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The Grand Finale – Quebec City

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Day 7 – Quebec City

Woke up Friday to the spectacular view of Quebec City, with a gorgeous view of the Chateau Frontenac, a monstrous hotel overlooking the St. Lawrence River. It sits atop the Terrasse Dufferin, looking out over the Lower Town. The sidewalk cafes, 17th century architecture and sounds of French being spoken freely, reminded me of Paris. We took the funicular to the upper section of the city and gradually meandered back to sea level, after hours of shopping, sightseeing and lunch in an Irish Pub.

Chateau Frontenac

Chateau Frontenac

Funicular to Upper Town

Funicular to Upper Town

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Hearing the accordion put me back in Paris!

Tip: We did not convert any American cash to Canadian and found that most restaurants and shops will not give you the benefit of the sometimes 20% difference. Best to use a credit or debit card as the difference will be automatically changed and you’ll get a much better deal.  Continue reading

Part 3 – A day in Charlottetown, then another at sea

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Day 5 – Charlottetown, Prince Edward Island

The next day, Wednesday, we would be in Charlottetown from 9 am to 5:30 pm. This city is quite a bit larger than Sydney, so we laced up our walking shoes and stepped off the ship into a cloudy, 68 degree morning.

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St. Dunstan’s Basilica

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What do you think they were discussing? Across the street from St. Dunstan’s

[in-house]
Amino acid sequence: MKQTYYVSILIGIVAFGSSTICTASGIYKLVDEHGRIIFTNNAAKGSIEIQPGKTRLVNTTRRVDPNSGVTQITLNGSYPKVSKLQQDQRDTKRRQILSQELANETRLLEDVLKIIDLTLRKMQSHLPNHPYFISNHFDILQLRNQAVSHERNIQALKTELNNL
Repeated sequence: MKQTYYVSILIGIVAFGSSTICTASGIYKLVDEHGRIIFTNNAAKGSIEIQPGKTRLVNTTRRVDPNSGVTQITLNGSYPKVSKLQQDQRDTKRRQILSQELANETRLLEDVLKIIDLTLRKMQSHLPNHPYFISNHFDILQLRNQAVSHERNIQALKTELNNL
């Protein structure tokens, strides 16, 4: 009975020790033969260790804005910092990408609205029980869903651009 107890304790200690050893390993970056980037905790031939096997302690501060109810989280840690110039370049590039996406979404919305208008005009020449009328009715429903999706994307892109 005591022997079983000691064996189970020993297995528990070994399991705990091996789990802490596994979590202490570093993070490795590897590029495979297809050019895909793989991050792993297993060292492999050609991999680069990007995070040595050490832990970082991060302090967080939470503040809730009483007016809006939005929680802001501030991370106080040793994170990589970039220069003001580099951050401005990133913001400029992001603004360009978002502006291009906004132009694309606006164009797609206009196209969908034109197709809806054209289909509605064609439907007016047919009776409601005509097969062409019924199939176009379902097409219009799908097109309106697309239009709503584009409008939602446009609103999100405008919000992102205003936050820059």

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The gorgeous architecture of cathedrals and homes was amazing. If you want to be more adventurous and get out of the city, Holland America provides excursions to more picturesque areas of Prince Edward Island. If you’re an Anne of Green Gables fan, you will find the family home where author L. M. Montgomery wrote many of her novels.

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Sir John MacDonald, Canada’s first Prime Minister

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Hoping to get some free ice cream from Cow’s Creamery

It was suggested, by an experienced cruiser, to try Cow’s Creamery which was worth the stop for ice cream. We were later told by the crew that their favorite Lobster Roll provider is Dave’s Lobster – wish we’d known beforehand – note to self: quiz the crew before a port of call about their favorite restaurants!  Continue reading

Part 2 of our Holland America cruise

Day 3 – Halifax